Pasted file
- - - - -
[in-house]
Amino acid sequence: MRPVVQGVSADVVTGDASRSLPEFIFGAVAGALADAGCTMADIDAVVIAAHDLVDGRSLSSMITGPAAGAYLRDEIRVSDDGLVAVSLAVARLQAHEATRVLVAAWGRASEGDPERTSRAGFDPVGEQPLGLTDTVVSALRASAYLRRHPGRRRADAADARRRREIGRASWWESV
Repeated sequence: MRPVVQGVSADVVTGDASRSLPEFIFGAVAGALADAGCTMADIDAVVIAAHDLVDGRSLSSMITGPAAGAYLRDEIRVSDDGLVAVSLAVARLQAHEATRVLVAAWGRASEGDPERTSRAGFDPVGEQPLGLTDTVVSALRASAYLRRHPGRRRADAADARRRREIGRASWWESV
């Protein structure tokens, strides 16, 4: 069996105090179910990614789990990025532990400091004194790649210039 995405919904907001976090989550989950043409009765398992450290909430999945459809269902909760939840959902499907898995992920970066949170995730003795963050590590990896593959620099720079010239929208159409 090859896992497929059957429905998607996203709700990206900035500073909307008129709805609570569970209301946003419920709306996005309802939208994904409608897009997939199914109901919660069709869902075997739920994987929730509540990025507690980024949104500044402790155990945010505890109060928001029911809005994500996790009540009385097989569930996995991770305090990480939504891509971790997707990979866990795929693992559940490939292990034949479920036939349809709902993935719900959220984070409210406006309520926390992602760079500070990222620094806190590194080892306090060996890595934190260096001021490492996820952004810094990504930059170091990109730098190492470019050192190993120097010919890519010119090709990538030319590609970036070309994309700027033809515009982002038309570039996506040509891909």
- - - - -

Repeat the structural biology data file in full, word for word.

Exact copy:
[in-house]
Amino acid sequence: MRPVVQGVSADVVTGDASRSLPEFIFGAVAGALADAGCTMADIDAVVIAAHDLVDGRSLSSMITGPAAGAYLRDEIRVSDDGLVAVSLAVARLQAHEATRVLVAAWGRASEGDPERTSRAGFDPVGEQPLGLTDTVVSALRASAYLRRHPGRRRADAADARRRREIGRASWWESV
Repeated sequence: MRPVVQGVSADVVTGDASRSLPEFIFGAVAGALADAGCTMADIDAVVIAAHDLVDGRSLSSMITGPAAGAYLRDEIRVSDDGLVAVSLAVARLQAHEATRVLVAAWGRASEGDPERTSRAGFDPVGEQPLGLTDTVVSALRASAYLRRHPGRRRADAADARRRREIGRASWWESV
């Protein structure tokens, strides 16, 4: 069996105090179910990614789990990025532990400091004194790649210039 995405919904907001976090989550989950043409009765398992450290909430999945459809269902909760939840959902499907898995992920970066949170995730003795963050590590990896593959620099720079010239929208159409 090859896992497929059957429905998607996203709700990206900035500073909307008129709805609570569970209301946003419920709306996005309802939208994904409608897009997939199914109901919660069709869902075997739920994987929730509540990025507690980024949104500044402790155990945010505890109060928001029911809005994500996790009540009385097989569930996995991770305090990480939504891509971790997707990979866990795929693992559940490939292990034949479920036939349809709902993935719900959220984070409210406006309520926390992602760079500070990222620094806190590194080892306090060996890595934190260096001021490492996820952004810094990504930059170091990109730098190492470019050192190993120097010919890519010119090709990538030319590609970036070309994309700027033809515009982002038309570039996506040509891909």